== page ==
Foster ran the 2006 Philadelphia Marathon in 2:43:41 and completed the 2007 chase around the City of Brotherly Love in 2:32:50. At Marine Corps, he knocked almost three more minutes off his personal-best time.

“I was on the lead pack for the first 12 miles – then my pace started to drift off, but I was really happy with the way I performed today,” said Foster, whose sights are set on qualifying for the 2012 U.S. Olympic Marathon Team Trials. “That’s been my goal ever since I was a freshman in college.

“When I was younger,” he continued, “I was a little bit naïve, and I wanted to be the new Steve Prefontaine and dominate the 5K, but I just never had that turnover, so that led me to the marathon.”

Army 2nd Lt. Kenneth Foster and Jose Miranda of Mexico receive water support from Marines during the 33rd running of the Marine Corps Marathon, Oct. 26, 2008. U.S. Army photo by Tim Hipps

Andrew Dumm joined Foster in the lead pack during the sixth mile and made his winning move near the 12-mile mark while running in East Potomac Park along the Potomac River and around Hains Point.

“That’s a pretty early spot for a move, but I just wanted to use Hains Point, because that’s a little bit of a lonely stretch of the race to make a move,” Dumm said. “It’s a pretty good psychological area to do so.”

Dumm surged past a stage band playing the theme song from “Rocky” near the 13.1-mile mark and maintained a 150-meter lead the rest of the way. He exchanged high-fives with his brother as they passed each other while running in opposite directions through Crystal City late in the race.

“I was actually pretty surprised at about the halfway point that I had a little bit of a gap,” Andrew said. “Once I had that, and I had the crowd behind me, it was just a long 13 miles. Coming back to Crystal City, that is a long bridge with no water stops, no spectators, and a couple of hills.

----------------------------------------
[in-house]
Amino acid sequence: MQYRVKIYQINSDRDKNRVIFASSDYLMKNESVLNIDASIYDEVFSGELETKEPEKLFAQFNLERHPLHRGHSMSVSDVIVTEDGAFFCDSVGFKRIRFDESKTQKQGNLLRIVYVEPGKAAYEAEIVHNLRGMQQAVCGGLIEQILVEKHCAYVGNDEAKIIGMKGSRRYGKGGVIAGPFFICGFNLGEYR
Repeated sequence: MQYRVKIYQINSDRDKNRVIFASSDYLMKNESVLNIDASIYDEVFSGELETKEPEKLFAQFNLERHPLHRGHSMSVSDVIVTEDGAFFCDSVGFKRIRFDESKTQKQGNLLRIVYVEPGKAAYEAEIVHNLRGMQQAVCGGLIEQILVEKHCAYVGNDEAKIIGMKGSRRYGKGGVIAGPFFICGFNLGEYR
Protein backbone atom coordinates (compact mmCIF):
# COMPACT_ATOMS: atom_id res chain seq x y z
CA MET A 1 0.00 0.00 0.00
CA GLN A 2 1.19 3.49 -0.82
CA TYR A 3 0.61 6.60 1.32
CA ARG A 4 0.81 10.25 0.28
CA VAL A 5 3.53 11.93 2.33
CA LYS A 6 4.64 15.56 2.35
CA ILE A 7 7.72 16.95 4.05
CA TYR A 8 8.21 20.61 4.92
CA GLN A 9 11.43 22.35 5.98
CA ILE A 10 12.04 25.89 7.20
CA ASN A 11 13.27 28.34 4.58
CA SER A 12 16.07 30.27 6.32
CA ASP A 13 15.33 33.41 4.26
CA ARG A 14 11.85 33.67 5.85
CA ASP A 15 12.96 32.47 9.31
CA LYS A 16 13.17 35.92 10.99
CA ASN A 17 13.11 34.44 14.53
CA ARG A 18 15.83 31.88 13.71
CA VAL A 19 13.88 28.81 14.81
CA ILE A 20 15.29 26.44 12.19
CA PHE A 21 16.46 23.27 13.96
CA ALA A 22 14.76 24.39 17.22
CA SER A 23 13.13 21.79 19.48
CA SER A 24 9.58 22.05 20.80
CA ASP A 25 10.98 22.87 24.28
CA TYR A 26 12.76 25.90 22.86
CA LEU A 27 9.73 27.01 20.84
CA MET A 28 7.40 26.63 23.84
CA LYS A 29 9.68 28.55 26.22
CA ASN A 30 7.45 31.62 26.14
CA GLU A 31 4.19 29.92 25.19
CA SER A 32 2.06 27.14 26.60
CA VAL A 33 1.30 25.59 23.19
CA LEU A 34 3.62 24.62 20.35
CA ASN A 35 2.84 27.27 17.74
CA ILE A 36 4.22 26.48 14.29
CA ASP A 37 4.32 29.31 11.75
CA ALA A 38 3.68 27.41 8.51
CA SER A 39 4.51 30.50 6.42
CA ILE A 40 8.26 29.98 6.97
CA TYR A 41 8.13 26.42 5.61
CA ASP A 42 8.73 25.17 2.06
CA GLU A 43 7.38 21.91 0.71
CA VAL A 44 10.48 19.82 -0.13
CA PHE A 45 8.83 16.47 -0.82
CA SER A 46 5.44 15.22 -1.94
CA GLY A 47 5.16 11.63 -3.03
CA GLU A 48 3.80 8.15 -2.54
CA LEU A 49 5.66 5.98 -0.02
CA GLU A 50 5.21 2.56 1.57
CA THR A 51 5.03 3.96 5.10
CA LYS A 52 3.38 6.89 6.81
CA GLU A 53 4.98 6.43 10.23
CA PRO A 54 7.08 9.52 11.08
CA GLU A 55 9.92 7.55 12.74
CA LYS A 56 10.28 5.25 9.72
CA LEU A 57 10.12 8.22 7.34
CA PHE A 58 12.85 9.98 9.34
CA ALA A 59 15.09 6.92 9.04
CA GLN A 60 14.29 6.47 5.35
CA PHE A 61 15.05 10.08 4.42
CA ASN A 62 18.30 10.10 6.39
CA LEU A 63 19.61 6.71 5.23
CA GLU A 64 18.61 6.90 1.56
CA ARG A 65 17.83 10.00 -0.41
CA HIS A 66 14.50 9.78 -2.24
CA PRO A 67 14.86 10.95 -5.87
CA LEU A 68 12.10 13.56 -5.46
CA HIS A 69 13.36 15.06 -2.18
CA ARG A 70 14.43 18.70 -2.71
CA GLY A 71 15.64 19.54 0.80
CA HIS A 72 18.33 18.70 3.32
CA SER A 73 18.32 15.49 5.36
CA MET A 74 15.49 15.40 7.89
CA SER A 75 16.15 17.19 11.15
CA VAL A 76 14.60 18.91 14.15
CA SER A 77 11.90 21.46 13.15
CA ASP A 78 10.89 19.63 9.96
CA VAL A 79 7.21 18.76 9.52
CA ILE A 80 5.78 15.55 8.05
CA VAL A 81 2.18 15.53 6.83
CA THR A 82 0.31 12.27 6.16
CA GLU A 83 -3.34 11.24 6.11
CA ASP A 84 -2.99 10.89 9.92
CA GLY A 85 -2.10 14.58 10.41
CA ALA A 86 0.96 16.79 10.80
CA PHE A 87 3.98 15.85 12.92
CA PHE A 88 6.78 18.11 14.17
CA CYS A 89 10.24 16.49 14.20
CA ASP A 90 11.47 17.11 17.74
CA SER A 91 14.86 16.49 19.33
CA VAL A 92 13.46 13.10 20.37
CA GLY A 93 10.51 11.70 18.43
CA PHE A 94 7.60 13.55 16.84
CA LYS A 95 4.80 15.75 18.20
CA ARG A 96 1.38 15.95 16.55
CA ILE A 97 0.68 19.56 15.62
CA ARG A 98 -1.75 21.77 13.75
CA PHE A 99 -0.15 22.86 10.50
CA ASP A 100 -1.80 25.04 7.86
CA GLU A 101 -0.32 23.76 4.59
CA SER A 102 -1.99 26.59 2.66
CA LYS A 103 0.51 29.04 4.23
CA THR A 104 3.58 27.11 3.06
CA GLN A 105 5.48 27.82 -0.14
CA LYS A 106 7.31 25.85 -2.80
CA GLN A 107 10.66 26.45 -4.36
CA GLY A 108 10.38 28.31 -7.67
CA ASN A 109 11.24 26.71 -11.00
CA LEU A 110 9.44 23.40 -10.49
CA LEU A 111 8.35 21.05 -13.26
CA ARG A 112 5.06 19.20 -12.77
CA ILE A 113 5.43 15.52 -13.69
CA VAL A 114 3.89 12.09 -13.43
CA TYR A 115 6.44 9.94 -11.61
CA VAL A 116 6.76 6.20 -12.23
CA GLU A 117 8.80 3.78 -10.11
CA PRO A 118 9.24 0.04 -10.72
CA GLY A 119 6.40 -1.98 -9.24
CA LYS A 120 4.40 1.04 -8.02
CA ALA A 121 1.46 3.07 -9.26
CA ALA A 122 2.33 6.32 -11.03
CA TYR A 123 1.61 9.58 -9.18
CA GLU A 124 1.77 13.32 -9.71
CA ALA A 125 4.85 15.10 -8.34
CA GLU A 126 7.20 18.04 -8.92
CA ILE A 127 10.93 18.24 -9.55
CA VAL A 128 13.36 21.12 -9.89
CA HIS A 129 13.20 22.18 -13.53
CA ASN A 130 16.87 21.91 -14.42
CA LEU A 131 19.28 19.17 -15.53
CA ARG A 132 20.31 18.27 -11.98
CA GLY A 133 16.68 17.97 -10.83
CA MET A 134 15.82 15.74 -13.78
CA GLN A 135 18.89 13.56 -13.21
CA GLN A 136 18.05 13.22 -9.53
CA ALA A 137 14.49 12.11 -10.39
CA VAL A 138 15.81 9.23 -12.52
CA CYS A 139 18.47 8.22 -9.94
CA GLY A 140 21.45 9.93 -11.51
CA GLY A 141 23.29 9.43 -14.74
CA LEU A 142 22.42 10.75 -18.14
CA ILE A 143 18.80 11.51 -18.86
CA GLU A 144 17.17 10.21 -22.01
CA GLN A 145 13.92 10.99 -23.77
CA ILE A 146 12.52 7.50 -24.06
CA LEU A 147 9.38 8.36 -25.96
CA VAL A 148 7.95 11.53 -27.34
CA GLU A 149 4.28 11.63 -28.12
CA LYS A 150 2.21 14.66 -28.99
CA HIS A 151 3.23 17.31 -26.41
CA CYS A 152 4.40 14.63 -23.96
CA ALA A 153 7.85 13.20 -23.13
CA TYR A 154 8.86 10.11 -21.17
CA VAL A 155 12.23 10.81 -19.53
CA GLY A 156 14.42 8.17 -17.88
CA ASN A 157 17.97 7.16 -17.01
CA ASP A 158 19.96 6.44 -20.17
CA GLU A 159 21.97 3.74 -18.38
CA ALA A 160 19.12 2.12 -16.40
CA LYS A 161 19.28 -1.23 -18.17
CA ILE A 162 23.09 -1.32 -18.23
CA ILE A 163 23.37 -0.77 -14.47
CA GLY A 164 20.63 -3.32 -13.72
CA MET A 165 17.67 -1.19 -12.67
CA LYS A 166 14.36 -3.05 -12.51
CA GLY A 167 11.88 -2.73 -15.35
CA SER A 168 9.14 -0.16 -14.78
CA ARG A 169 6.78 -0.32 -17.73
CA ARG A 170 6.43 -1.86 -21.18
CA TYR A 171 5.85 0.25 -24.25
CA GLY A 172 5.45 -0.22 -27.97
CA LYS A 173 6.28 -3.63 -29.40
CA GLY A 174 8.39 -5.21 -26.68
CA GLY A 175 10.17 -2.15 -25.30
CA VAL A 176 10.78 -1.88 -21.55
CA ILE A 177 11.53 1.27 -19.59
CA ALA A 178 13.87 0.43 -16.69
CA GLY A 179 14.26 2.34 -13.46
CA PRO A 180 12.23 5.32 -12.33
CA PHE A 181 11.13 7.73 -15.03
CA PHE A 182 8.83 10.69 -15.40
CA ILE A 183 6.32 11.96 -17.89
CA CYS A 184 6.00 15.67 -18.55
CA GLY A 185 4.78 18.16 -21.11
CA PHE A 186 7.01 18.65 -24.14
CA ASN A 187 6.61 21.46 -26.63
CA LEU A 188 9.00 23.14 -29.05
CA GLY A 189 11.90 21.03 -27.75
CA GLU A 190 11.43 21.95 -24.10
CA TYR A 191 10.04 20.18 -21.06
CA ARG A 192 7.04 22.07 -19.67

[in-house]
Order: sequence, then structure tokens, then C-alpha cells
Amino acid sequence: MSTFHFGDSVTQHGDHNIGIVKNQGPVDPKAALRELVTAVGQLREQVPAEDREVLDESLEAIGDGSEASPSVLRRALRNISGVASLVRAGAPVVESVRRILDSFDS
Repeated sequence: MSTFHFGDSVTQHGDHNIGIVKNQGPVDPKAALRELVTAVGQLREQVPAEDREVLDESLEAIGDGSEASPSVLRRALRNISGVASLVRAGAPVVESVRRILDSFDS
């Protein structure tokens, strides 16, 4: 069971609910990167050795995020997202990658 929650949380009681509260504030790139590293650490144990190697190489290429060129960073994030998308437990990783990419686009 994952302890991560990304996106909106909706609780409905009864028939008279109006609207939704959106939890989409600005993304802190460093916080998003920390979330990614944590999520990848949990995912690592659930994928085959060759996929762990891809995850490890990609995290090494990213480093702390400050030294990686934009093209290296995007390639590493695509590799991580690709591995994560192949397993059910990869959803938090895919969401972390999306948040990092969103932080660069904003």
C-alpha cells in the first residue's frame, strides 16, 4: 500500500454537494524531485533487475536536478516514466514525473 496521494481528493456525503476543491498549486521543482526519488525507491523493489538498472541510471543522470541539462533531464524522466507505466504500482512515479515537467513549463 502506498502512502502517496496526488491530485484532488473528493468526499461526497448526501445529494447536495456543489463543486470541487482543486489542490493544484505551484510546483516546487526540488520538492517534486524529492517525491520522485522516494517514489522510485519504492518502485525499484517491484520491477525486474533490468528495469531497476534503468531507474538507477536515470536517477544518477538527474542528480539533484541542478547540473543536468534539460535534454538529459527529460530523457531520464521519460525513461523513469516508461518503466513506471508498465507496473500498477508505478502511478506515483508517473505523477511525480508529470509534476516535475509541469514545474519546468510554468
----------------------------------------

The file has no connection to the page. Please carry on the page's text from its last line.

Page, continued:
“Once I got into Crystal City, I knew I had about five miles left and I could probably dig it out,” he said. “Once I got across that physical and mental bridge, I knew I was going to be OK.”

Navy Seaman Corey Duquette, 26, of Naval Air Station Pensacola, Fla., finished third overall and won the armed forces men’s division with a time of 2:24:38; he was followed by Jaron Hawkins, 25, of Frostburg, Md., in 2:25:17; and Brian Dumm in 2:25:58.

Wilkins, 30, of Arlington, Va., finished second among women with a personal-best time of 2:49:04, and was followed by Melissa Tanner, 27, of Bethesda, Md.; Abigail Stiles, 28, of Newport, R.I.; and Rebekah Potts, of Chapel Hill, N.C.

“I cramped on the hill and just couldn’t get that extra kick in,” Wilkins said of running the final stretch. “I could see her. She was so close. I just didn’t have that little extra.”

Results of the 33rd running of the Marine Corps Marathon with names, ages, hometowns and times of the top 10 men’s and women’s finishers:


  • 1. Andrew Dumm, 23, Washington, D.C., 2 hours, 22 minutes, 42 seconds;
  • 2. Fred Joslyn, 24, Rochester, Mich., 2:23:52;
  • 3. Corey Duquette, 26, Pensacola, Fla., 2:24:38;
  • 4. Jaron Hawkins, 25, Frostburg, Md., 2:25:17;
  • 5. Brian Dumm, 25, Fairfax, Va., 2:25:58;
  • 6. Jose Mirando, 37, Mexico, 2:26:50;
  • 7. Alejandro Valdez, 32, Mexico, 2:27:38;
  • 8. William Christian, 25, APO, 2:27:54;
  • 9. Michael Wardian, Arlington, Va., 2:28:24;
  • 10. Kenneth Foster, Brookville, Pa., 2:29:59.


    • 1. Cate Fenster, 37, Wooster, Ohio, 2:48:53;
    • 2. Lindsay Wilkins, 30, Arlington, Va., 2:49:04;
    • 3. Melissa Tanner, 27, Bethesda, Md., 2:51:43;
    • 4. Abigail Stiles, 28, Newport, R.I., 2:54:45;
    • 5. Rebekah Potts, 26, Chapel Hill, N.C., 2:55:42;
    • 6. Mary Beth Muething, 30, Arlington, Va., 2:55:52;
    • 7. Jaymee Marty, 41, Sacramento, Calif., 2:57:02;
    • 8. Meghan Ridgeley, 29, Reston, Va., 2:58:03;
    • 9. Shawna Wilskey, 36, Burlington, Wash., 2:58:04;
    • 10. Jilane Rodgers, 24, Washington, D.C., 2:58:12.

    (Tim Hipps works at the U.S. Army Family and Morale, Welfare and Recreation Command.)

    More News: Here

    Sign Up for our monthly Newsletter

    Newsletter Archives




    Terms and Conditions  |   Privacy Policy   |  copyright © 2000-2013, eMilitary, Inc   |   development: Military Family Network homepage